Assessing the safety culture of underground coal mining: results and recommendations.
2014 SME Annual Meeting, February 23 - 26, Salt Lake City, Utah, Preprint 14-029. Englewood, CO: Society for Mining, Metallurgy, and Exploration, Inc., 2014 Feb; :1-14
In recent years, coal mining safety has attained national attention due to several highly publicized disasters. Despite these threats to worker safety and health, the U.S. relies on the mining of coal to meet its need for electrical power, with 42% of electricity in the U.S. generated through the burning of coal (U.S. Energy Information Administration, 2012b; United Mine Workers of America, n.d.). Furthermore, the production of coal continues to increase and reach record levels every year (National Mining Association, 2012; U.S. Energy Information Administration, 2012a). For this reason, the coal mining industry must continue to find ways to protect its workers while maintaining productivity. One potential approach to protecting workers while maintaining productivity is through improving the safety culture at coal mines. In order to achieve this culture, operators, employees, the inspectorate, etc. must share a fundamental commitment to safety as a value. This type of culture is known in other industries as a "safety culture," and can be defined as the characteristics of the work environment (such as the norms, rules, and common understandings) that influence facility personnel's perceptions of the importance that the organization places on safety. Fundamental to improving safety culture within an organization is understanding the existing safety culture; improvements cannot be made without first elucidating areas that require improvement. This manuscript details the process undertaken by researchers at the National Institute for Occupational Safety and Health (NIOSH) Office of Mine Safety and Health Research (OMSHR) to assess the safety culture at five underground coal mines across the United States. The purpose of this manuscript is to present the aggregated results from those five safety culture assessments conducted at underground coal mines. Additionally, some general recommendations for areas where coal mines might focus their attention as part of their attempts to improve safety culture are offered.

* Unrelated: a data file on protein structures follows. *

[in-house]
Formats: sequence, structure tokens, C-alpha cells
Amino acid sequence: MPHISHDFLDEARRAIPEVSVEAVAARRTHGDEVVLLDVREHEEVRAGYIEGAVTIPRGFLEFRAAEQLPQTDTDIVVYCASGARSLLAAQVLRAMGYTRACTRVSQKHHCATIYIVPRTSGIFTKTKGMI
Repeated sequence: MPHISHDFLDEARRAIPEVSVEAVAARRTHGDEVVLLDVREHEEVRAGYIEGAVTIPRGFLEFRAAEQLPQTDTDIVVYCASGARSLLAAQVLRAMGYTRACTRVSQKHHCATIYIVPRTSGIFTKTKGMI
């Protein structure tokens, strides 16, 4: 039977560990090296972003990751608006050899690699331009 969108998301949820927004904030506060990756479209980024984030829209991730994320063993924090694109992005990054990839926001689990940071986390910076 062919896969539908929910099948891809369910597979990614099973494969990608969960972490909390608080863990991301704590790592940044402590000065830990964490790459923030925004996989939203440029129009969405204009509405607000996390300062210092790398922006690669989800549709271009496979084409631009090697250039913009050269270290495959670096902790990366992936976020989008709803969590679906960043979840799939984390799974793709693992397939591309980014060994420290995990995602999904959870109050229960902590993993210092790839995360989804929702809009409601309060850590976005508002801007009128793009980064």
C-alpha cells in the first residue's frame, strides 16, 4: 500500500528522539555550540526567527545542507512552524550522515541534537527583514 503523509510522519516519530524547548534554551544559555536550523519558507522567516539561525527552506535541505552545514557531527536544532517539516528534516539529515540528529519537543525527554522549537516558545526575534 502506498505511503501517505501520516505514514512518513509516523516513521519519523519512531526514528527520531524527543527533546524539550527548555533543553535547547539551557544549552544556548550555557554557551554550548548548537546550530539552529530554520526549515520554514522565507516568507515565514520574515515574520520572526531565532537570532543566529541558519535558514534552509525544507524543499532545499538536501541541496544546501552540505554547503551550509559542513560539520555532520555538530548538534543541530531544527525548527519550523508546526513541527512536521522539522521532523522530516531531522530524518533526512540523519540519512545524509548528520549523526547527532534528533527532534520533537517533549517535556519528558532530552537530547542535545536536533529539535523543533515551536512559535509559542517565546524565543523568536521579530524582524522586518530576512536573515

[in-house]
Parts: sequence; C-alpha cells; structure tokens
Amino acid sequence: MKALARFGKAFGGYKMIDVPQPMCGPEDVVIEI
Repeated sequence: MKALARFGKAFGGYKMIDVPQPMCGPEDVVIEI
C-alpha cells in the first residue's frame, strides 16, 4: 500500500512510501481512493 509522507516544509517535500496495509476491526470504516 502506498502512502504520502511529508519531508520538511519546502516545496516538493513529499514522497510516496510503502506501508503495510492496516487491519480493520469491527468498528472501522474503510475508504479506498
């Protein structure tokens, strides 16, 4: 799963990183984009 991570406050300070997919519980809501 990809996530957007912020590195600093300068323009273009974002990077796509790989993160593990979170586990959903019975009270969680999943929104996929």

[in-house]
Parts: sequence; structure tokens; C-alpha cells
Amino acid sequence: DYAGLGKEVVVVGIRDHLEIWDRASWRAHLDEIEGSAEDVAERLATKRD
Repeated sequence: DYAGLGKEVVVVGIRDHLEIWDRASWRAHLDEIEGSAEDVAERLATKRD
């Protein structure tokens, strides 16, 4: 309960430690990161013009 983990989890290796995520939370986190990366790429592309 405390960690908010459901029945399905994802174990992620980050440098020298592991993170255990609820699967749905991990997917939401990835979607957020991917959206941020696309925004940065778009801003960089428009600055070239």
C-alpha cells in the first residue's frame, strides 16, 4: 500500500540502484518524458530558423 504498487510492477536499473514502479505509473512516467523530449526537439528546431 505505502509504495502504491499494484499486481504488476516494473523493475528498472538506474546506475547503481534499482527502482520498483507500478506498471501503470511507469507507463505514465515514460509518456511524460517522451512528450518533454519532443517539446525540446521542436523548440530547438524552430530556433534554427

Mining-industry; Underground-mining; Coal-mining; Safety-climate; Safety-practices; Work-practices; Coal-processing; Work-environment; Work-organization; Management-personnel; Decision-making; Safety-measures; Safety-monitoring; Safety-programs; Behavior; Attitude; Group-behavior; Supervisory-personnel; Worker-health
C. L. Kosmoski, Office of Mine Safety and Health Research, Pittsburgh, PA
2014 SME Annual Meeting, February 23 - 26, Salt Lake City, Utah, Preprint 14-029